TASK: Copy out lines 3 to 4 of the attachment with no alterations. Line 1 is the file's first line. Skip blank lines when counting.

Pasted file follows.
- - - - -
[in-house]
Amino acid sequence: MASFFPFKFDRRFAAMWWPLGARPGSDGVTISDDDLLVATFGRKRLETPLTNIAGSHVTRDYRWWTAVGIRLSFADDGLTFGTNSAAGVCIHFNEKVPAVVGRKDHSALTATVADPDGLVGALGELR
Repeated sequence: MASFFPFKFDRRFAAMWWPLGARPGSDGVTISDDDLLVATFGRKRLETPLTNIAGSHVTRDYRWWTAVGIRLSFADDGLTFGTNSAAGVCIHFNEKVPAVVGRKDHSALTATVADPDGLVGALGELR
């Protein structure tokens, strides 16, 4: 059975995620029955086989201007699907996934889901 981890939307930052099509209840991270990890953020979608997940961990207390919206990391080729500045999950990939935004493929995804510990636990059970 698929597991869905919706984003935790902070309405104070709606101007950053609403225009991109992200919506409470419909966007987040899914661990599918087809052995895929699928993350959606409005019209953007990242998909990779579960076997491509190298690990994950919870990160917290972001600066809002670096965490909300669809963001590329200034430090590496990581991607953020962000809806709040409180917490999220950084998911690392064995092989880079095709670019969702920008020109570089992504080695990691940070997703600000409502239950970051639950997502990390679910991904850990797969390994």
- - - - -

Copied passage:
Repeated sequence: MASFFPFKFDRRFAAMWWPLGARPGSDGVTISDDDLLVATFGRKRLETPLTNIAGSHVTRDYRWWTAVGIRLSFADDGLTFGTNSAAGVCIHFNEKVPAVVGRKDHSALTATVADPDGLVGALGELR
């Protein structure tokens, strides 16, 4: 059975995620029955086989201007699907996934889901 981890939307930052099509209840991270990890953020979608997940961990207390919206990391080729500045999950990939935004493929995804510990636990059970 698929597991869905919706984003935790902070309405104070709606101007950053609403225009991109992200919506409470419909966007987040899914661990599918087809052995895929699928993350959606409005019209953007990242998909990779579960076997491509190298690990994950919870990160917290972001600066809002670096965490909300669809963001590329200034430090590496990581991607953020962000809806709040409180917490999220950084998911690392064995092989880079095709670019969702920008020109570089992504080695990691940070997703600000409502239950970051639950997502990390679910991904850990797969390994």